Bitcoin may have gained from China’s crackdown on fraudulent exchanges

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Updated: 04 December 2019

There have been a plethora of articles of late that posit that Bitcoin has suffered an enormous blow at the hands of government officials in China. The recent crackdown was touted in press accounts outside of China that the authorities were at war with Bitcoin and any exchanges that enabled trading in the “evil token”. As it turns out, nothing could be further from the truth. The carefully orchestrated raids by the government were directed at specifically at eliminating several highflying exchanges that were continually hoodwinking the public. Major exchanges were left alone on the sidelines.

Yes, we often hear the phrase “Blockchain, not Bitcoin” emanating from China, but whatever the source or wherever this phrasing originated, it appears to be a bit misleading in the aftermath of the “China Purge”. Make no doubt about it, there was a heavy-handed crackdown: “According to government mouthpiece Xinhua, more than 500 people have been arrested, and more than 300 crypto influencers’ social media accounts have been shuttered.”

Major crypto exchanges, like Huobi, OKex, and operating platforms that have a distant association with Binance, were bypassed in the scourge that rocked major cities and that eventually delved down into lower tiered townships, as well. The government had one objective – to close those exchange establishments that had preyed upon unsuspecting investors in the past and seemed to be stepping up their schemes after President Xi’s outright support of anything having to do with blockchain.

So why such blatant outrage on the part of government officials? Hindsight is definitely twenty-twenty in this situation. In the West, we rarely see reports of corruption or outright fraud taking place in the Middle Kingdom. The general presumption is that the Peoples’ Republic is run like a police state. Criminals would never be so daring as to broadcast their schemes far and wide for fear of quick retribution. Such a presumption does not take into account the changes in public policy since the days of the Tiananmen Square protests in 1989 that signaled a great political upheaval and major reforms to come.

China has become a more open and free society than before, and yes, the potential for more “bad actors” to practice deceit openly in public has returned. A multitude of crypto exchanges in the mainland have, unfortunately, gone down this “shady” mode of operations. The staff at Decrypt reports that one fine example is the MXC exchange: “MXC, which launched in Sichuan in early 2018, describes itself as “more than just an exchange” and claims to be “the world’s leading assets trading platform”.”

The company’s bio continues: “Though the site is available in different languages and claims to be used by investors in 70 countries, it was believed to be especially popular with Chinese retail investors in the third- and fourth-tier cities, where investors are relatively unsophisticated.” Everything sounds as if it is on the up and up, but then why would the crypto community utter this phrasing: “You are not running a good ponzi business if you are not on MXC, aka Matcha Exchange.”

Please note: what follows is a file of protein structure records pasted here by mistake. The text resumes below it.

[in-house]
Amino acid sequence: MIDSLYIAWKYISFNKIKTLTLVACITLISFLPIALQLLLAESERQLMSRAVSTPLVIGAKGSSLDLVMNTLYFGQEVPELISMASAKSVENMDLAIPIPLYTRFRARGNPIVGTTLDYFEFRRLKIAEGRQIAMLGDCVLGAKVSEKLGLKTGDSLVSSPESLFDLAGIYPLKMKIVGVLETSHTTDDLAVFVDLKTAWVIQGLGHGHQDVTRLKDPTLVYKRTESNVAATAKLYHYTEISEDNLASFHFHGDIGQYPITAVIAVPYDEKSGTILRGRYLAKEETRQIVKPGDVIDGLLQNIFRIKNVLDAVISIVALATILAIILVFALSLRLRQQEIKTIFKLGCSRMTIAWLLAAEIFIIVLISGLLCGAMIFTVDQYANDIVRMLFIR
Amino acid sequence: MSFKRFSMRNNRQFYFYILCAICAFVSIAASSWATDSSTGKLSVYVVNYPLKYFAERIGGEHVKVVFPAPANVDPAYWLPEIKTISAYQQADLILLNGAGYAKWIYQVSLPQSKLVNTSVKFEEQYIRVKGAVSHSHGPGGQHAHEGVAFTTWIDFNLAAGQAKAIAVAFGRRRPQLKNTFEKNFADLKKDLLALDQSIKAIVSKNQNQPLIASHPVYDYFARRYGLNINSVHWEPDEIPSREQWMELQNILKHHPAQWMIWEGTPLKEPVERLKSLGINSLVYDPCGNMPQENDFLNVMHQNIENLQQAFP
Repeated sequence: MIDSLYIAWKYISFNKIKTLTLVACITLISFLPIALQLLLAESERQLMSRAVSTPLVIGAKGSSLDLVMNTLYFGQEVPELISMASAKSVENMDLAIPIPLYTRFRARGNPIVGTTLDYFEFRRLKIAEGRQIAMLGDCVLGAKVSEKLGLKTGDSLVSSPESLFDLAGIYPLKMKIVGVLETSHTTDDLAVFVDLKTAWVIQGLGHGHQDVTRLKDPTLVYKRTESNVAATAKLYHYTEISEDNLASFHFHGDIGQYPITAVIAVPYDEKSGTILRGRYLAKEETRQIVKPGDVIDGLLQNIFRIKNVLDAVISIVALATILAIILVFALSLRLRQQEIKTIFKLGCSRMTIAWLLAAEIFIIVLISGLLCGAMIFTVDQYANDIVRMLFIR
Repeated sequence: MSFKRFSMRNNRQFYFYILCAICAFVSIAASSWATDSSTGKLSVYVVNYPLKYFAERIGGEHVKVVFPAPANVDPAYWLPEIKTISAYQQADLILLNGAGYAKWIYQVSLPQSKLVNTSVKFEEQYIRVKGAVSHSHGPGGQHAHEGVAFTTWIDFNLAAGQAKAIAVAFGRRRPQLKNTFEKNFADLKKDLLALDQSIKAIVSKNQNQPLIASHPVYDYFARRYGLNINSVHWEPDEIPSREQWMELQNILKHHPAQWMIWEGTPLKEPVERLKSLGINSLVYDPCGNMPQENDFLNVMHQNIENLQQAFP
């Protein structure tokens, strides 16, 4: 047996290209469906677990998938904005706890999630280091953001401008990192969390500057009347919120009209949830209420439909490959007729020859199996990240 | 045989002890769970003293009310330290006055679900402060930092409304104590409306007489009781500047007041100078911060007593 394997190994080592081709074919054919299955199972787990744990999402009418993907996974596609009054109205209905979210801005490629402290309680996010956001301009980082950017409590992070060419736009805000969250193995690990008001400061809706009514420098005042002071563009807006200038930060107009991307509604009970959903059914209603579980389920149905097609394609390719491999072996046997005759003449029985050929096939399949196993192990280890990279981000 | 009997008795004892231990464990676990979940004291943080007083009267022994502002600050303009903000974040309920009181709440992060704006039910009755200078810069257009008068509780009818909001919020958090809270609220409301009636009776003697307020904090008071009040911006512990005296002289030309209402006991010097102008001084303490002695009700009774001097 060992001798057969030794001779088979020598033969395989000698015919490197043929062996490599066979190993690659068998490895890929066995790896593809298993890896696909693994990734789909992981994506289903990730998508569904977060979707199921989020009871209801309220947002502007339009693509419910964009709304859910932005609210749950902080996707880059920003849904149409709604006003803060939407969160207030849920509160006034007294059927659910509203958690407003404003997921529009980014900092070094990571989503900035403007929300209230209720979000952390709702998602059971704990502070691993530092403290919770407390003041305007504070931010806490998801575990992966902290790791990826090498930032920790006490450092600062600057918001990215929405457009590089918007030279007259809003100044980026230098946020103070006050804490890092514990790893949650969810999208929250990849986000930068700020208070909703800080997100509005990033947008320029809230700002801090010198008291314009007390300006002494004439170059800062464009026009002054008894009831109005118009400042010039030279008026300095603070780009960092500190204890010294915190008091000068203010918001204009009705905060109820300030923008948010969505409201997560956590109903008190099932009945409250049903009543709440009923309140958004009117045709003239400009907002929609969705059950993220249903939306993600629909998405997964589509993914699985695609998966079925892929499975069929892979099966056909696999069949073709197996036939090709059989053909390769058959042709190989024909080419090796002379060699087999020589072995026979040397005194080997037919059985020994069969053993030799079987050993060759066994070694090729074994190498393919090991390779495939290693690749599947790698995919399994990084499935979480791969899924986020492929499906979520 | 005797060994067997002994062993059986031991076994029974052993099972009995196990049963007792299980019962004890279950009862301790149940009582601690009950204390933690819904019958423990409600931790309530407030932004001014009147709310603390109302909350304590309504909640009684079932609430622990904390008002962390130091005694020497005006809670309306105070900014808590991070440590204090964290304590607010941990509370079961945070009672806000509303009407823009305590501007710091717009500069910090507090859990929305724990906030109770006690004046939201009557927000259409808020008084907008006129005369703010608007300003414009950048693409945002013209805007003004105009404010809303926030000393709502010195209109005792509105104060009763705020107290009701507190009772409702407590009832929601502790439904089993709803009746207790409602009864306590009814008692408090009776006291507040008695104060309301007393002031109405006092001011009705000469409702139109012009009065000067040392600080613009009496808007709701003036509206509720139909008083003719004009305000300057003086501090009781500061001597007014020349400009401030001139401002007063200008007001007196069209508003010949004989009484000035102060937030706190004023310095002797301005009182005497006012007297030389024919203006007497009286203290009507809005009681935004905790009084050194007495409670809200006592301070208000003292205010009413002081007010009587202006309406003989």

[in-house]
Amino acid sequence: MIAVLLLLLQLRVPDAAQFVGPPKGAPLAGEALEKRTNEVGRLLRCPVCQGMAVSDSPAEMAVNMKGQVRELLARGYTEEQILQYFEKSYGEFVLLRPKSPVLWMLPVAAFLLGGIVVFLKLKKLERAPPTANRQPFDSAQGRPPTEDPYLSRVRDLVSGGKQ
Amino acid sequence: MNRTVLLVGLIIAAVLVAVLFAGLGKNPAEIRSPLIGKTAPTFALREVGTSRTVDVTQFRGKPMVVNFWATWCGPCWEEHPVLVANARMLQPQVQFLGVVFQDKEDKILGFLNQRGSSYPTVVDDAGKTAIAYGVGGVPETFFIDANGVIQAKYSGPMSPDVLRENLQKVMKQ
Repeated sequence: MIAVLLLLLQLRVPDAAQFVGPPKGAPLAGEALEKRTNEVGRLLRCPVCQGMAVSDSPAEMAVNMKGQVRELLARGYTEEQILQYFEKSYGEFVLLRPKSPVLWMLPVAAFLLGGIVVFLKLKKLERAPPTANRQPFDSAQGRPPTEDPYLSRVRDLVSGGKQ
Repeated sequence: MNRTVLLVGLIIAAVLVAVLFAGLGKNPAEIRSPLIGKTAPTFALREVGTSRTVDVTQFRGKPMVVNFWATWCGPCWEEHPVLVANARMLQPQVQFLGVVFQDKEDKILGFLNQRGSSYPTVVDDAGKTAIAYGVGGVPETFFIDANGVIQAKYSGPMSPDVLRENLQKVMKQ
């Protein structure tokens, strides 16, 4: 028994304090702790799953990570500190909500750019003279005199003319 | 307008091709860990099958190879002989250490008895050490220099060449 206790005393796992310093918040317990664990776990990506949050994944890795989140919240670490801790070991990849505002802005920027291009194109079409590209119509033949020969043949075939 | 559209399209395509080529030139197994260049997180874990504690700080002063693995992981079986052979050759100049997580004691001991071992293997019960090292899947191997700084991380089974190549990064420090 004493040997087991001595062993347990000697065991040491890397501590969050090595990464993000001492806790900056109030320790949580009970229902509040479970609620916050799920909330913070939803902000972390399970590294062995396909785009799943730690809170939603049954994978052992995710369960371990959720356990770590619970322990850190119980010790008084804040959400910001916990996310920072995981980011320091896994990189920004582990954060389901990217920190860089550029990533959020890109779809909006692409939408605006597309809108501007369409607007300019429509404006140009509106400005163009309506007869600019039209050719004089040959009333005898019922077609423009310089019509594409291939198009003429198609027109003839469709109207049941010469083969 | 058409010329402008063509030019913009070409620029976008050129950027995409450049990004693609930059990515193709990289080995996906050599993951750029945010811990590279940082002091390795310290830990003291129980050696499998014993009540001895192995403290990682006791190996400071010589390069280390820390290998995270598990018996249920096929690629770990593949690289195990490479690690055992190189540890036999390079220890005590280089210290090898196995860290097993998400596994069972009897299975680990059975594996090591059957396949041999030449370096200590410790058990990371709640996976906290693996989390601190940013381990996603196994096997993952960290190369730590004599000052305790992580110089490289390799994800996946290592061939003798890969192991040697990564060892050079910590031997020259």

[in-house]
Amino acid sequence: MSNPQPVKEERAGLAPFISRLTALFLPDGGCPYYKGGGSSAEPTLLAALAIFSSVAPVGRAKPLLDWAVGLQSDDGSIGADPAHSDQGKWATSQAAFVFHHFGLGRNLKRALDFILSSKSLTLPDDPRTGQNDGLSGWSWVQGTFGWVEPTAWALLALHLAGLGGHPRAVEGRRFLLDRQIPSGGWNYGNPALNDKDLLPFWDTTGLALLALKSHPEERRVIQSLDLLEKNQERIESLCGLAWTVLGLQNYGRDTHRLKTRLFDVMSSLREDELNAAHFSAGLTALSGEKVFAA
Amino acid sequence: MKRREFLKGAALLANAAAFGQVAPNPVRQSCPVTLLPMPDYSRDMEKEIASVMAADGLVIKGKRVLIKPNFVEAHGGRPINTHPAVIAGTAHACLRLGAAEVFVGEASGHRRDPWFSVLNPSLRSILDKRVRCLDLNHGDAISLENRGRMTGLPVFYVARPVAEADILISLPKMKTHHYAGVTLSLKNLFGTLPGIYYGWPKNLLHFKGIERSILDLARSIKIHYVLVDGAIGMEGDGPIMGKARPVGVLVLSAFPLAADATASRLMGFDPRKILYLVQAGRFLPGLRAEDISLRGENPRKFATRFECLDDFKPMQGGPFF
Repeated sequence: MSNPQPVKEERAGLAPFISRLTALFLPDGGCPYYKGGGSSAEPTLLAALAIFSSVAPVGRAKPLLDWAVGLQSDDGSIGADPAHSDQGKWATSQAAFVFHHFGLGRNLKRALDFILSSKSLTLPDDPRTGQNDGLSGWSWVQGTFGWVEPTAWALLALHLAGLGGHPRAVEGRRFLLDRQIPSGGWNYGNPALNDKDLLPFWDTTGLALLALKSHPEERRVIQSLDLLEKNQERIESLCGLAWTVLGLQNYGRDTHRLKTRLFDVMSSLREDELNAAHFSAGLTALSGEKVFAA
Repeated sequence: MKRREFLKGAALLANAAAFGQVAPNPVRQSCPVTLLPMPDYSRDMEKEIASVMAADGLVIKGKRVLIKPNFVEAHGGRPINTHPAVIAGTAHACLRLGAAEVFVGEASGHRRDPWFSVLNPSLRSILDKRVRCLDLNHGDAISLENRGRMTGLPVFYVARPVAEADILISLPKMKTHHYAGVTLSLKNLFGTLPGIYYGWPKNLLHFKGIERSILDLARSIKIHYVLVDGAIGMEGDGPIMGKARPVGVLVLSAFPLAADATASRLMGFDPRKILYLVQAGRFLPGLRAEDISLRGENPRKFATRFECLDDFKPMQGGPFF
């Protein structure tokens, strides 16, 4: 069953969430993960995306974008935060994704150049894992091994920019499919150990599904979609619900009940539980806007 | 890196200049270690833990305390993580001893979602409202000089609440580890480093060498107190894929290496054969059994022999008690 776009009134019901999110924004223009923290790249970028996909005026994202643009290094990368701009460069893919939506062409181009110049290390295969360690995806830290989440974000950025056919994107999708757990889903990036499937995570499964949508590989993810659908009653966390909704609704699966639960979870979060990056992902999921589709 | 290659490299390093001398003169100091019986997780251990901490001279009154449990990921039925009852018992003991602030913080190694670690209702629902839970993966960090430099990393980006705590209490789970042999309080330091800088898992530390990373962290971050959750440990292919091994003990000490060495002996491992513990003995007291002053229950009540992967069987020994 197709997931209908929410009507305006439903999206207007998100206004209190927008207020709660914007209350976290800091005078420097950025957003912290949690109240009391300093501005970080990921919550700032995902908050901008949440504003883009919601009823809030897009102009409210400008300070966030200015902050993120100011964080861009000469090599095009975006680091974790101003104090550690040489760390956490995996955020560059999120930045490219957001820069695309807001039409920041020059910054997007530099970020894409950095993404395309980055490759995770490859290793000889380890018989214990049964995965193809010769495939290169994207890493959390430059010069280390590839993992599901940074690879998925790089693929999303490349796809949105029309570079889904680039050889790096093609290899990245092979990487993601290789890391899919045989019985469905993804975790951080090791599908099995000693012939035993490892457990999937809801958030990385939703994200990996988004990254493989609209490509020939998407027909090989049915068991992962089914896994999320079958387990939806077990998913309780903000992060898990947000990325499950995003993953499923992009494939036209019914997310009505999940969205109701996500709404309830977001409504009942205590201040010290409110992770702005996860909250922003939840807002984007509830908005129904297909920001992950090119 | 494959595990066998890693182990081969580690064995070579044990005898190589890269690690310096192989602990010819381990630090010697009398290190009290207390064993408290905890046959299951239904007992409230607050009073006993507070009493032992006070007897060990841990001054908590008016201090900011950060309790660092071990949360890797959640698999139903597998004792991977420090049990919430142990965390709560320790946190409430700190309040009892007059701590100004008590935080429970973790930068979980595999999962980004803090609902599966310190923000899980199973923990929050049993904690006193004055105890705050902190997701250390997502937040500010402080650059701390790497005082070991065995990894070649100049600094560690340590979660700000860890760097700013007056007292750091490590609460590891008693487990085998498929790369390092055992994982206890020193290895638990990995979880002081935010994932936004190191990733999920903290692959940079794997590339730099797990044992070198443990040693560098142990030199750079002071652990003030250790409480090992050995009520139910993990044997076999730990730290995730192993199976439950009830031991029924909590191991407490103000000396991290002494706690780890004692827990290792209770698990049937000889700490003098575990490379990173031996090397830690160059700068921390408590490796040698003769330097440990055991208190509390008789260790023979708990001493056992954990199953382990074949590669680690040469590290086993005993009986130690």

The MXC exchange, along with a host of copycats, has used its platform to launch the sale of numerous “air tokens”, as the government has called them, an inference that the coins, whether sold or traded for reliable tokens like Bitcoin or Ethereum or for cash, were worth nothing more than thin air. One such example was its VDS token project, which in only two months surged by 5,137% in value. As you might expect, promoters at that point stopped “pumping” and began “dumping”. The value went to zero in a heartbeat. Unsuspecting investors absorbed the losses.

If this instance had been an isolated case, then you might look the other way and educate customers to be more suspect and do their due diligence before investing, but the criminals had found a “formula” that worked and began pressing similar schemes across the country, drawing ire from the government in the process. MXC expanded their efforts, as well.

According to Caijing, a financial news site: “53% of MXC’s token projects reached their highest valuation on the first day of trading. Indeed, more than 53% of the projects lost over 90% of that peak value, with more than 70% trading below their initial offer price. Only very lucky investors—or, perhaps, people who were privy to the dumping schedule—made money.”

After President Xi made his favorable remarks regarding blockchain technology and the opportunities for his countrymen that it entailed, the “bad actors” amongst the crypto exchange community took his message as a green light to promote “air tokens” once again. The government was fully aware that the market was reacting counter to their intent and had to step in to protect the public at large. The crackdown ensued.

Legitimate exchanges were immune to the attacks and are now working closely with the Government to promote its good intentions. As for the fleet-footed fraudsters: “The environment has turned toxic for the smaller, wilder exchanges, who are forced to choose between staying and facing disastrous consequences, or fleeing China.”

But what about Bitcoin? Its value shot up 42% after President Xi’s comments on the presumption that China might be grudgingly opening its doors once again to the leader of all cryptocurrencies. The crackdown dispelled this notion, and the market quickly took back its recent gains. Bitcoin has slowly recovered, and, perhaps, rightly so, as it appears that Chinese authorities may not be so much about “Blockchain, not Bitcoin” as once perceived. There may still be hope that BTC can flourish on the Chinese mainland.